A LOT of University of Maryland hoop fans have been appalled by Steve Francis' antics since he abandoned College Park for a fat NBA contract last spring. But Mr. Francis may have the last laugh after all, thanks to a survey released this week by the National Collegiate Athletic Association.
Not one male basketball player on scholarship earned a degree within six years at any of the large public colleges in Maryland in the NCAA's Division I. The odds of a youngster playing basketball for a living may be astronomical, but the odds of his earning a degree in Maryland while playing college ball are apparently even greater.
The inherent message from that fact? Take the money and run.
Coaches such as Maryland's Gary Williams and Coppin State University's Fang Mitchell are regarded as excellent molders of young men, but their excuses ring hollow for why not a single freshman in 1992 graduated in a timely fashion.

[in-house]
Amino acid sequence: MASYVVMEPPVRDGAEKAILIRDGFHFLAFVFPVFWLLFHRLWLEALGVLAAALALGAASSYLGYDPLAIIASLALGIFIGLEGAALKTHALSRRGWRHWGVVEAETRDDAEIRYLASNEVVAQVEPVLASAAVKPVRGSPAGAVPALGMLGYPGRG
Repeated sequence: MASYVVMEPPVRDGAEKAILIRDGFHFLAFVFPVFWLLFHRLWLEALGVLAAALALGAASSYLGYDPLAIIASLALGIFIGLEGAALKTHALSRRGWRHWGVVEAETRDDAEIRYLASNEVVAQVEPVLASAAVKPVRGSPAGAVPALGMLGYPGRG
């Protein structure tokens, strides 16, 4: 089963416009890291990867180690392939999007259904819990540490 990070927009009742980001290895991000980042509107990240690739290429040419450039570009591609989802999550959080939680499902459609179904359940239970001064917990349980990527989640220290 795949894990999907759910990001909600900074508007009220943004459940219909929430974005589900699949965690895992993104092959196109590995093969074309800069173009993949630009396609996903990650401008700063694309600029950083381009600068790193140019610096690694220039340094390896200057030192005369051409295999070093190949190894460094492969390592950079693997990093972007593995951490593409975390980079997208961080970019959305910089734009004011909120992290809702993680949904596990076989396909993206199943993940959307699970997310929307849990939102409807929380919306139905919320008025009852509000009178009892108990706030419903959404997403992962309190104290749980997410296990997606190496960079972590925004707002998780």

On the women's side, the coaches must be doing a better job of convincing players that education doesn't merely fill the gaps between basketball practices. Their graduation rates are better than the overall student body in many instances.
There's also a striking contrast with men's teams at private colleges, such as Loyola College in Baltimore, where 100 percent of the players on scholarship graduated, and Mount St. Mary's in Emmitsburg, whose respectable 75-percent rate hasn't kept its coach from winning more games than any active colleague.
Under such circumstances, why would a big-college male star pay attention to advice about the benefit of completing one's education?
There are just too many examples that suggest even his less-skilled teammates won't make the grade.
Pub Date: 9/06/99